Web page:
An index that ranks countries on both wealth and well-being shows Slovenia, Czech Republic and Poland outperforming so-called PIGS countries. France is also showing a decline similar to the PIGS.
Part of the Dubai-based Legatum Group, the Legatum Prosperity Index, claims to provide the world’s only global assessment of national prosperity based on both wealth and well-being. It ranks countries based on their performance in eight sub-indices, including economy, governance, personal freedom, and social capital.
The latest study shows that Portugal, Italy, Greece, and Spain all report high levels of corruption, low rates of social trust, low levels of rule of law, and inefficient public sectors, which suggests that their foundations for economic recovery may be weaker than elsewhere in Europe.
For the first time, some of the new EU members from Central and Eastern Europe – led by Slovenia, Czech Republic, and Poland – outperform the so-called PIGS nations on these indicators. France, too, shows a decline similar to the PIGS on certain variables associated with the economy sub-index, such as lower gross domestic savings rates, higher rates of non-performing loans, and more people lacking adequate access to food and shelter, despite its less troubled economy.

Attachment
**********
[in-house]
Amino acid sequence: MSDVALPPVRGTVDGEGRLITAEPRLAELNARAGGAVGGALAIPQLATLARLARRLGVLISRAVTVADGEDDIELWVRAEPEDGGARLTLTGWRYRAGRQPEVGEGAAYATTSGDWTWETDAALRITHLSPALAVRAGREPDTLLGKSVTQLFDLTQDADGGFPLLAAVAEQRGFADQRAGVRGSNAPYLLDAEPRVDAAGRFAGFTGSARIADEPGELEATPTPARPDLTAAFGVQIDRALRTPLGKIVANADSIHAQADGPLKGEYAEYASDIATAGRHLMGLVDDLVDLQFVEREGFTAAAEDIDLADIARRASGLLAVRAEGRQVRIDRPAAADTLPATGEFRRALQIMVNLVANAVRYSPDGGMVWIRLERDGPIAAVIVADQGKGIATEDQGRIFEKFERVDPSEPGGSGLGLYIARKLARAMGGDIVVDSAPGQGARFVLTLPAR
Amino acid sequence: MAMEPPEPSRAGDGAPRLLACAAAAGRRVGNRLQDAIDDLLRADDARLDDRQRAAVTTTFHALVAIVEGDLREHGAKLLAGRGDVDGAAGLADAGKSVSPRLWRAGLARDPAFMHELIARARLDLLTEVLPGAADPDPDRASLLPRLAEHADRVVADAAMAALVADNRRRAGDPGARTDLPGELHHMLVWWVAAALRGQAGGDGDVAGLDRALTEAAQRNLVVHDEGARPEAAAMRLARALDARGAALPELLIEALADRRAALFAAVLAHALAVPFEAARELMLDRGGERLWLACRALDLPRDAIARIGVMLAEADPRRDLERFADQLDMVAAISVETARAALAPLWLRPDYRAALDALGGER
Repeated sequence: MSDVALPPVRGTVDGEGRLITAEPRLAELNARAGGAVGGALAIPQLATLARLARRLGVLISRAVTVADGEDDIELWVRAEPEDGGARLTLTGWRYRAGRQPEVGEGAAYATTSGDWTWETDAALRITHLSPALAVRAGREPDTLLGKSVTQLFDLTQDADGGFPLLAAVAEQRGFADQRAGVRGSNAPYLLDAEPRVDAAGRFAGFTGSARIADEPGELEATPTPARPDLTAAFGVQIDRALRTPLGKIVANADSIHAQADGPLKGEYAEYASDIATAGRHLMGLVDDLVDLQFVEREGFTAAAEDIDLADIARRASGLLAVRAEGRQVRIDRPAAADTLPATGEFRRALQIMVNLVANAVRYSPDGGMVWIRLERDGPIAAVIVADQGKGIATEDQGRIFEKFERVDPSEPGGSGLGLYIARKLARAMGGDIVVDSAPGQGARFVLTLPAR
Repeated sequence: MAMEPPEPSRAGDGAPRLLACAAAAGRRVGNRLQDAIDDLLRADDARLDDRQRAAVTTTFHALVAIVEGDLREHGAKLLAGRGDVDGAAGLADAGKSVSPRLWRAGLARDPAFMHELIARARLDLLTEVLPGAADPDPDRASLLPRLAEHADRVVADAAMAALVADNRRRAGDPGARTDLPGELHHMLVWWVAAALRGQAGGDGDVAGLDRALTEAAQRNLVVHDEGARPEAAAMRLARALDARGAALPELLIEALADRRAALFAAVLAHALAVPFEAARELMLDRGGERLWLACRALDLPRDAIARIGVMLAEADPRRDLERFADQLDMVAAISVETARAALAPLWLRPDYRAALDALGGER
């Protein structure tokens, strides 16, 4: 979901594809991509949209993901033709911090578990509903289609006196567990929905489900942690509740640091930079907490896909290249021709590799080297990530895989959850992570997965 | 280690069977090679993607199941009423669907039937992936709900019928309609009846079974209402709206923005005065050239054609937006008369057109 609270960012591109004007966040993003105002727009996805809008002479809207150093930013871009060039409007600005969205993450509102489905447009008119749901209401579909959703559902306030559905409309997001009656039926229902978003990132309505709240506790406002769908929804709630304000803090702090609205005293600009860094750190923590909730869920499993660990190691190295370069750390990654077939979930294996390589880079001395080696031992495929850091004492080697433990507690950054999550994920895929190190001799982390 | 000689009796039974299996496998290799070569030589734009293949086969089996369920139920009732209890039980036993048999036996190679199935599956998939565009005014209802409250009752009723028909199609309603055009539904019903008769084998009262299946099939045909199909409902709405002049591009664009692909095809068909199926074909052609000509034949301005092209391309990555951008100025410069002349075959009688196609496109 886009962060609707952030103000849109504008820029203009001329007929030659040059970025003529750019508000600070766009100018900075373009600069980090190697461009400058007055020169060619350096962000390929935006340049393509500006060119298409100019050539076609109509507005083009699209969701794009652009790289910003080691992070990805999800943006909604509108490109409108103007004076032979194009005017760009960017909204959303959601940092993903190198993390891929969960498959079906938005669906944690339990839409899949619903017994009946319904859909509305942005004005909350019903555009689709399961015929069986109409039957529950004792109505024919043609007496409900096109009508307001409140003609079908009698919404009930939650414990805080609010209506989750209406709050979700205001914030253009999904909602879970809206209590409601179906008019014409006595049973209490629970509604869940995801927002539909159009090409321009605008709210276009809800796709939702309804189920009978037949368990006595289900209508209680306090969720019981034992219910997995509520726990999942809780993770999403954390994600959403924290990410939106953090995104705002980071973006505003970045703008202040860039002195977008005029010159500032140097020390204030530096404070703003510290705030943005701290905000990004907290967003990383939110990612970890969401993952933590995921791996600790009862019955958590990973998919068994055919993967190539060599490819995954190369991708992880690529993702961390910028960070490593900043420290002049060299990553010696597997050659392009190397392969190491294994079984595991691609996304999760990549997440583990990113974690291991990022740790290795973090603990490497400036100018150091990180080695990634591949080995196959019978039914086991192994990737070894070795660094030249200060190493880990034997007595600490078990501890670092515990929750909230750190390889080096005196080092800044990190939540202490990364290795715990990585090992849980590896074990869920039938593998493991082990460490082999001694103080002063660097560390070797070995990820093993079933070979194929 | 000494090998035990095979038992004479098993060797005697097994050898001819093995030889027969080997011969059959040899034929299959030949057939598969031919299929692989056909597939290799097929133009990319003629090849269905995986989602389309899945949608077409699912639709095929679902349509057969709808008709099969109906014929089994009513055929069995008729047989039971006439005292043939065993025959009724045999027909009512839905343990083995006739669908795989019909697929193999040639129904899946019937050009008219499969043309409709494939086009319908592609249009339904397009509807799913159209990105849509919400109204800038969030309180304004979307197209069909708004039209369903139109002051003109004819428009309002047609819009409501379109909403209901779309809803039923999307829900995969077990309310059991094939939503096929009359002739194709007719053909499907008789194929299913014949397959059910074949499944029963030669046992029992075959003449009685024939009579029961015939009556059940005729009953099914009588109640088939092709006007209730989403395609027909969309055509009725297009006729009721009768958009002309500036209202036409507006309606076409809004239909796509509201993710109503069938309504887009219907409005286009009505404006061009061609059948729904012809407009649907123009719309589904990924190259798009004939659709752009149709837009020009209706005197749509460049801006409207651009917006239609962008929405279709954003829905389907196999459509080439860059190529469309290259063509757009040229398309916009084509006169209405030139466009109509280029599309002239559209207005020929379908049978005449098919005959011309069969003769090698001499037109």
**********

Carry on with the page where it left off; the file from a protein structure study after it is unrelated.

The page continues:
The Prosperity Index reveals that out of 110 countries assessed on wealth and quality of life the top three locations are Norway, Denmark and Australia. The UK ranks 13th which is ahead of Germany in 15th position and France which comes in 18th.
While the UK improved its score by 13% over the past two years, both Greece and Italy have each dropped four places. Elsewhere in Europe, most countries’ absolute Index scores remained stable despite the financial crisis.
Jeffrey Gedmin, President and CEO of the Legatum Institute, which compiles the Index says the Prosperity Index is designed to be a practical tool: “We want to assess the long term drivers of prosperity.”
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